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Telegraph Herald (Dubuque, IA)
HAZEL GREEN, Wis. - When Karen Wiederholt hires an employee at Hazel Green Gymnastics Club, she always performs a background check. She attends classes and supervises her staff with an attentive eye.
Wiederholt said gymnastics offers children a chance to have fun. But the recent criminal trial of Larry Nassar has unfortunately cast the sport in a poor light.
Nassar, a former USA Gymnastics national team doctor and Michigan State University physician, has been accused by more than 200 people of sexually abusing them under the guise of medical treatment.
He was convicted of possession of child pornography and criminal sexual conduct with minors. Nassar has been sentenced to lengthy prison terms and likely will spend the remainder of his life behind bars.
The case has brought heightened attention to the weaknesses of procedures for reporting sexual assault in major athletic institutions. Administrators at colleges and schools within the tri-state region said the incident highlights the importance of protections already in place.
Southwest Wisconsin school districts, including Platteville, are among the few that offer competitive gymnastics programs.
"We do criminal background checks, not only on our employees, but also our volunteers," said school Superintendent Connie Valenza.
The district trains staff to recognize and report sexual abuse, a requirement under Title IX. Employees who are considered mandatory reporters must report instances of sex discrimination or sexual harassment.
"We do some training of our students as well in terms of what is appropriate behavior and what's not and what is something that should be reported & regardless of who the perpetrator is," Valenza said. "For example, a parent or a coach."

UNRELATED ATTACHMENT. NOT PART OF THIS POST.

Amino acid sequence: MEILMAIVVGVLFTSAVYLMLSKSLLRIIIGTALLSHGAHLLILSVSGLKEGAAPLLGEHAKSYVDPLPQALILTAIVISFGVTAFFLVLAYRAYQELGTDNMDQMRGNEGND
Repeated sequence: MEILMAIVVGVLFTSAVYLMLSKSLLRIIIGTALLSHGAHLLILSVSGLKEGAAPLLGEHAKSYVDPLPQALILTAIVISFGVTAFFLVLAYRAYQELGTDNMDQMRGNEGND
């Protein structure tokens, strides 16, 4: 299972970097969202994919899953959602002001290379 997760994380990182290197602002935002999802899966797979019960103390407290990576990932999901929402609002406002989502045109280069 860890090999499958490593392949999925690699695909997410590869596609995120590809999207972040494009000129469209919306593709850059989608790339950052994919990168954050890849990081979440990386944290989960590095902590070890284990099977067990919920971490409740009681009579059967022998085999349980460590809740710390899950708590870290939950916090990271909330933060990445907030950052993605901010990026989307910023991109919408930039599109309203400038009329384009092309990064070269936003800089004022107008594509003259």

At the collegiate level, complaints of sexual harassment or abuse are handled outside the athletic department with the institution's Title IX coordinator, said Dan Runkle, University of Dubuque director of athletics.
"I think a big mistake that can be made is if (officials try to handle the case) within the athletic department," he said.
Like Platteville and Hazel Green Gymnastics Club, coaches and volunteers who work with students - even current athletes and alumni - undergo background checks.
Representatives from the Dubuque Soccer Club and Loras College All-Sports Camp could not be reached for comment.
However, institutional procedures like background checks are only as useful as their ability to detect sexual perpetrators, who are unlikely to have criminal records.
"Most perpetrators really do a great job of really infiltrating themselves into areas where children congregate," said Joey Taylor, executive director of Riverview Center in Dubuque. "They do it very legally because they can."
Riverview staff serve counties in northeast Iowa and northwest Illinois and provide free services for those who have been victimized by sexual violence.
Sexual offenders are likely to have close relationships with their victims, according to the U.S. Department of Justice.
In the sexual assaults of juveniles 17 years old and younger, research indicated that 34 percent of offenders were family members and 59 percent were acquaintances. Only 7 percent of offenders were strangers.
"Yes, there needs to be more done. There needs to be a better reporting structure," Karen Taylor said.
A proposal in Congress would require amateur athletics governing bodies to report allegations of sexual abuse to law enforcement or a child-welfare agency . The bill has the support of U.S. Sens. Chuck Grassley and Joni Ernst, both Iowa Republicans.
But most importantly, adults should believe children when they say they were abused, Taylor said.
"I don't think too many kids lie about something like that because it's really embarrassing," she said. "Where would they even come up with that idea?"
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